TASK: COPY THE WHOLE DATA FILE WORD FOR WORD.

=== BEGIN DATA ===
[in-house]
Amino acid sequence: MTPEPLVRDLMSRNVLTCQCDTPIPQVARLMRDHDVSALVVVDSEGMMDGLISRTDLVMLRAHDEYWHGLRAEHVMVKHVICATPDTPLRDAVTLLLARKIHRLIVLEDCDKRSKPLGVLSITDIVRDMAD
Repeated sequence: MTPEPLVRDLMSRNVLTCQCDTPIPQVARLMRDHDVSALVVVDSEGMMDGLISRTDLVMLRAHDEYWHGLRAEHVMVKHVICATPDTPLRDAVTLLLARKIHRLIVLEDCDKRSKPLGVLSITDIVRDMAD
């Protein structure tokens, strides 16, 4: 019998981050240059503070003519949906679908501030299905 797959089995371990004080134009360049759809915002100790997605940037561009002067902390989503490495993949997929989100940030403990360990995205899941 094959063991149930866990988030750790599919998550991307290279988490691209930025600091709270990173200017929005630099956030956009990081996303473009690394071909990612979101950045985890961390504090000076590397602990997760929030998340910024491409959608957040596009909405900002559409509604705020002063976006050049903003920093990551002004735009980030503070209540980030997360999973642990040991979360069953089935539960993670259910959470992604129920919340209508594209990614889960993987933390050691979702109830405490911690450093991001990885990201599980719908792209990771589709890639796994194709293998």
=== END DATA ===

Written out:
[in-house]
Amino acid sequence: MTPEPLVRDLMSRNVLTCQCDTPIPQVARLMRDHDVSALVVVDSEGMMDGLISRTDLVMLRAHDEYWHGLRAEHVMVKHVICATPDTPLRDAVTLLLARKIHRLIVLEDCDKRSKPLGVLSITDIVRDMAD
Repeated sequence: MTPEPLVRDLMSRNVLTCQCDTPIPQVARLMRDHDVSALVVVDSEGMMDGLISRTDLVMLRAHDEYWHGLRAEHVMVKHVICATPDTPLRDAVTLLLARKIHRLIVLEDCDKRSKPLGVLSITDIVRDMAD
């Protein structure tokens, strides 16, 4: 019998981050240059503070003519949906679908501030299905 797959089995371990004080134009360049759809915002100790997605940037561009002067902390989503490495993949997929989100940030403990360990995205899941 094959063991149930866990988030750790599919998550991307290279988490691209930025600091709270990173200017929005630099956030956009990081996303473009690394071909990612979101950045985890961390504090000076590397602990997760929030998340910024491409959608957040596009909405900002559409509604705020002063976006050049903003920093990551002004735009980030503070209540980030997360999973642990040991979360069953089935539960993670259910959470992604129920919340209508594209990614889960993987933390050691979702109830405490911690450093991001990885990201599980719908792209990771589709890639796994194709293998």